sentences and other plea inducing practices to obtain convictions in case in which the government’s evidence is quite insubstantial.” (Finkelstein, p. 293) Moreover, Finkelstein (1975) argues that, what Langer (2006) would call unilateral defacto adjudication, that is, the prosecutor coercing a plea bargain, negates Boykin vs. Alabama in that, “. . . when strong pressure is necessary to compel a confession in a weak case, the prosecutor’s zeal to obtain a conviction by “consent” begins to collide with the defendant’s privilege against self-incrimination.” (Finkelstein, p. 294) Finkelstein also agrees with Langer’s assessment in that, “It appears that informal, and less visible, administrative practices have been used to induce convictions by “consent” in a significant number of cases in which the protections of the formal system would have precluded a condemnation.” (Finkelstein, p. 311) The Finkelstein data analysis for the 1908 to 1928 period found a statistically significant correlation of -0.812. The correlation value is similar to the 1970 – 1974 dataset, but, the slope of the least squares line equaled -0.265 meaning that the non- conviction rate equaled about 26.5%. This slope is only 38% of the value of the first dataset indicating that while plea bargains resulted in the conviction of those who may otherwise have been acquitted, the impact was not as great for that time frame. The 1954 – 1974 dataset revealed a striking correlation of -0.977 with a slope of least squares equal to -0.791 which is higher than the percentage for 1970 – 1974. It should be noted that Finkelstein (1975) does agree with a comment from Brady vs. United States with regards to plea bargains expediting the court docket and saving funds. He wrote, “If insistence on a trial cost nothing, presumably few of the accused
would plead guilty and forgo the chance for a dismissal or acquittal.” (Finkelstein, p. 293) The Finkelstein (1975) study offers compelling evidence that many who plead guilty may actually have been acquitted at trial. Of course, acquittal does not mean they are innocent. Perhaps the guilty received a deserved conviction; perhaps some innocent people bent to the pressure of a prosecutor. The next step would be to determine if a disparity truly exists for sentencing of plea bargained defendants and those who go to trial. Ulmer and Bradley (2006) focus on violent crimes and the practice of plea bargaining. They did this because violent crime charges are more than twice as likely to go to trial, roughly 7%, versus 3% overall, in Pennsylvania. As previously noted by Fisher (2003), King (2005) and Kinsley (2002), the vast majority of charges are settled by plea bargains. Using data from 1997 to 2000 from the Pennsylvania Commission on Sentencing (PCS), their study tested eight hypotheses, two of which mirrored the research in this dissertation. One hypothesis declared, “Among convicted defendants, those convicted by jury trial will be sentenced more severely than those convicted by guilty plea” (Ulmer & Bradley, 2006, p. 637). Another sought to test whether or not, “The jury trial penalty . . . will be significantly greater among those with more extensive prior criminal records” (Ulmer & Bradley, p. 639). The other hypotheses dealt with influence of course caseloads on plea bargaining and issues related to violent crimes, neither of which will play a part in this research.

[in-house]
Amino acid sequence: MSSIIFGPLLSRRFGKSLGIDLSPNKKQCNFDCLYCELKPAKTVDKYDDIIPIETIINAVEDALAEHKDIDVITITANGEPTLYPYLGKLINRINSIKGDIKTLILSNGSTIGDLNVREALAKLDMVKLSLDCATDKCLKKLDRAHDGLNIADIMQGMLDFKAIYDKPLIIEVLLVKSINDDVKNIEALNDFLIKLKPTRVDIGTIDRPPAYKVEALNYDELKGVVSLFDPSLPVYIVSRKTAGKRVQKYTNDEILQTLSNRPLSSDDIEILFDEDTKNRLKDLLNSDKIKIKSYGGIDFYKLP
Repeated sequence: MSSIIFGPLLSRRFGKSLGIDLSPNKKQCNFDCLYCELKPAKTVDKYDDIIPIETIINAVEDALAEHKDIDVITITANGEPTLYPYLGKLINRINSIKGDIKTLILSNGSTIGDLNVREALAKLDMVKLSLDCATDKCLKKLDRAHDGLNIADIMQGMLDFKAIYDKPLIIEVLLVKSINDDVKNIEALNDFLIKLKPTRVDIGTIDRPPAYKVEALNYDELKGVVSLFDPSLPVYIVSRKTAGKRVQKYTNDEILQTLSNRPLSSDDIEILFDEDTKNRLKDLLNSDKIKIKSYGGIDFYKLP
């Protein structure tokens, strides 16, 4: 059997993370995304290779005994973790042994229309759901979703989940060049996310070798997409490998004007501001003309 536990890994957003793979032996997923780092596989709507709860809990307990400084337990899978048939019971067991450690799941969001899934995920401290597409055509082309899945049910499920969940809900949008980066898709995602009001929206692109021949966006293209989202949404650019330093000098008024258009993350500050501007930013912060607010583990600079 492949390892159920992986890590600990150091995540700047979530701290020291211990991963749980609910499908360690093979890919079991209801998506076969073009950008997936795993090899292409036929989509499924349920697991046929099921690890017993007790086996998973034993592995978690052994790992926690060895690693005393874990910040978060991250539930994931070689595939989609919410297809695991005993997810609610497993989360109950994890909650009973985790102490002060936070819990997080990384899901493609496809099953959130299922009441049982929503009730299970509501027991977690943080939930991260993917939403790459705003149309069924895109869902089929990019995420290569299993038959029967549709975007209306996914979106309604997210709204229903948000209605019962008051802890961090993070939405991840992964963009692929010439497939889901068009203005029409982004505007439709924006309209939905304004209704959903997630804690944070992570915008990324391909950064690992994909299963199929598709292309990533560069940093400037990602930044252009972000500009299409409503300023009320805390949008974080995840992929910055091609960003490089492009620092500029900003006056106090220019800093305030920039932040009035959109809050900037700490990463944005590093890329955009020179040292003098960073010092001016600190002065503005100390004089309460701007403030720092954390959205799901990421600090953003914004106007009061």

Ulmer & Bradley (2006) used sentence length as the dependent variable, coded as probation or incarceration with the number of months and offense severity, prior record, plea bargain and trial (bench or jury) as the independent variables. Their large dataset of n = 8,585 allowed for the employment of Hierarchical Linear Modeling (HLM) to create predictor models and search for group variations using separate but interrelated units of analysis. Level 1, individual case / defendant, characteristics were nested and could interact with Level 2, county courts, individual and cross-county (statewide) outcomes, that is, the sentence length. The authors admitted several limitations to their study, such as not measuring variables such as the socio-economic status of the subjects, whether they had public or private defense attorneys, victim characteristics (assuming harsher sentences if a child, female or elderly person fell target) or pretrial release status. Ulmer and Bradley (2006) noted that individuals held in jail, awaiting adjudication, often did not serve prison time. That is, if someone cannot afford or does not receive bail and they remain in jail for a significant period of time, if they would have received a sentence of X months, the judge could simply release them with time served. While that time would count towards the sentence if the defendant were sentenced to additional time, it does not appear in the Pennsylvania Commission on Sentencing dataset as incarceration time. Obviously, the fact that they studied data from only one state limits the results. The results of this study support the existence of a trial tax. Ulmer and Bradley (2006) found that, “. . . the odds of incarceration following a bench trial are roughly 2.2 times the odds for guilty plea, while a jury trial conviction has roughly 2.7 times the incarceration odds of a guilty plea” (Ulmer & Bradley, p. 650). They concluded that,